Migrant Shores: Irish, Moroccan and Galician Poetry edited by Manuela Palacios was a choice for a local poetry reading group. I was looking for something to expand my poetry reading, I gave it a try. What came out of the reading was several months of trying to figure out what was happening and what the meanings of everything was. Most poems you can feel and hear the theme of immigration, emigration and migration. Some of the people had to leave homes due to wars and violence and became refugees; some left due to famines and found their ways to another […]
This is what may be termed as a “bad sandwich” book: nothing wrong with the bread but what’s in the sandwich is awful. In other words: the first and third act are a lot of fun, the second act soured me to the point where it’s tough to appreciate the book in its totality. I’ll start with the positives. I liked the Michael Forsythe character. Immigrating from Ireland to get work, Michael is stuck with a violent gang tied to the Irish mob in early-90s New York City. Michael has a wry sense of humor and a such-is-life view of […]
This is the Award Winner. The Dorothy Canfield Fisher award is a Vermont state award that the books are picked by adults (though I am not always sure why they were the pickers as one was a professor at my college who had no English or child background that I knew of) and then voted on by the kids. Of course, the year I did this award the “cool kids” pick won. But that is the perfect lead in to this book. It is 1943. Germany is winning the war. Mostly. Or at least that is what they say. Actions […]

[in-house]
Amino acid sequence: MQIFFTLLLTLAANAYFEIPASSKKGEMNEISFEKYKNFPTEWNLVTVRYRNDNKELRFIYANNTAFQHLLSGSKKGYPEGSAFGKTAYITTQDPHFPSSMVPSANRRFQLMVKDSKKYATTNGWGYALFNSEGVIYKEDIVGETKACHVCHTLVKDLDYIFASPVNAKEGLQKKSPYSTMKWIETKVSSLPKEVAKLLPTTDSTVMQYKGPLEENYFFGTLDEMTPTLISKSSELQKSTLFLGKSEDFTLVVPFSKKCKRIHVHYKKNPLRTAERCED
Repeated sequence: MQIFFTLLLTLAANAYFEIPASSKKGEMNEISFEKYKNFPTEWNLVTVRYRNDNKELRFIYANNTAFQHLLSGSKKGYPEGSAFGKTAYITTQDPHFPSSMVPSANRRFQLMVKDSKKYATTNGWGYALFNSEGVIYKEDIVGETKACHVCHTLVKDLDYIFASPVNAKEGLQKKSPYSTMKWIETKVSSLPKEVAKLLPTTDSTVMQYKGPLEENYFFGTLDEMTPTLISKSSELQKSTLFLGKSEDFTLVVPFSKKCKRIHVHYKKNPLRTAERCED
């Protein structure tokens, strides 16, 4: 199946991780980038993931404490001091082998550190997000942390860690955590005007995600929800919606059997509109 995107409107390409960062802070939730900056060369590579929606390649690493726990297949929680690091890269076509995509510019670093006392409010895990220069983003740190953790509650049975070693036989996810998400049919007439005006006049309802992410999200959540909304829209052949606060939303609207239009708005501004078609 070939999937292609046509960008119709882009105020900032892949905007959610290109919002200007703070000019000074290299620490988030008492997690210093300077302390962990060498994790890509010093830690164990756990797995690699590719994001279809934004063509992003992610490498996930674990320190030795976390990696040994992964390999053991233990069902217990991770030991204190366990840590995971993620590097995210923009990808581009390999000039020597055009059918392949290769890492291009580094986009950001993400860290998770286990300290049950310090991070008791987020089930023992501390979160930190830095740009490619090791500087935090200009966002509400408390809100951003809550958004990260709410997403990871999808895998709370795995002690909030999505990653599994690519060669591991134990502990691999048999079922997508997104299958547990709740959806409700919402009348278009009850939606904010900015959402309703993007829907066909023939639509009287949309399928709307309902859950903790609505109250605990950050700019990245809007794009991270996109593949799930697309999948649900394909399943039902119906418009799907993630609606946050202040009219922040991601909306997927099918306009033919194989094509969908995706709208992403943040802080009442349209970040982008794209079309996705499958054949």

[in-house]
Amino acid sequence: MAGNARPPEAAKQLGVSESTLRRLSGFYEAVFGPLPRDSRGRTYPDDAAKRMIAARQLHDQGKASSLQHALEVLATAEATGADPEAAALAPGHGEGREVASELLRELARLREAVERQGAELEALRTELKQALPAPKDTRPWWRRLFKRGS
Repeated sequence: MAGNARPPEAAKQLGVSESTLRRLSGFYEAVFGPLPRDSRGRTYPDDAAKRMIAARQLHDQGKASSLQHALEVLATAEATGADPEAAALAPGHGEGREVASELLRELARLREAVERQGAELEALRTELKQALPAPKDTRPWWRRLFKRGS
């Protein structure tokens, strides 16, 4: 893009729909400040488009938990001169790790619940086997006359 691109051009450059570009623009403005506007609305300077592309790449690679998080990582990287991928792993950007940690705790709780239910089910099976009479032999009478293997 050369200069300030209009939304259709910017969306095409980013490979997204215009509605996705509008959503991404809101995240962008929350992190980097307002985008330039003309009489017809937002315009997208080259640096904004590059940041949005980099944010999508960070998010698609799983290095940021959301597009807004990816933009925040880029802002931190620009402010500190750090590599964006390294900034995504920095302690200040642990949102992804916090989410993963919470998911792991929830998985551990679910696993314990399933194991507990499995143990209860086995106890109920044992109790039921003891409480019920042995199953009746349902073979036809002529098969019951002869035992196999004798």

One of the best parts of reading Tana French’s Dublin Murder Squad books (and there are many best parts, I’ve gotta say) is that you can dive into any of them and get nearly the full experience and feeling even if you haven’t read all of them.
This is a mystery starring a bunch of Irish people with a taste of the possibly-supernatural thrown in. It reads like Tana French wrote it when she was in eighth grade, before she learned to actually be good. Nora’s sister Triona was murdered five years ago. She suspects her sister’s husband Peter, but the rich golden boy was never charged, and the murder is still unsolved. Nora fled home to Ireland to recover, but returns to her family’s relocated home in the States when she learns that Peter is getting remarried in five days. She wants to solve her sister’s […]
Faintingviolet is awesome and always on the hunt for research books for me. She sent along “How the Irish Invented Slang: The Secret Language of the Crossroads” and I was excited to read this since etymology is something I really enjoy. I was not disappointed. Daniel Cassidy began his interest of the Irish influence on the American language after inheriting a Gaelic dictionary from a deceased relative and realizing how many American words in modern language link back closely to the Gaelic. The book is split in two parts; the first is an easily accessible and fast read on the […]
Sometimes it’s tough to read a historical monograph and keep my own training out of the mix. I’m simultaneously a professional historian, and not. I do not hold advanced degrees in History, but I work at bringing history alive for visitors at my museum job. I spend the winter reading and researching various topics to prepare for the oncoming season of programs. This year my main research thrust is immigration and domestic servants. That led me to reading Ordinary Days, Extraordinary Times: Morristown New Jersey’s Irish Immigrant Past by Cheryl Turkington. In her work Ms. Turkington covers approximately one hundred […]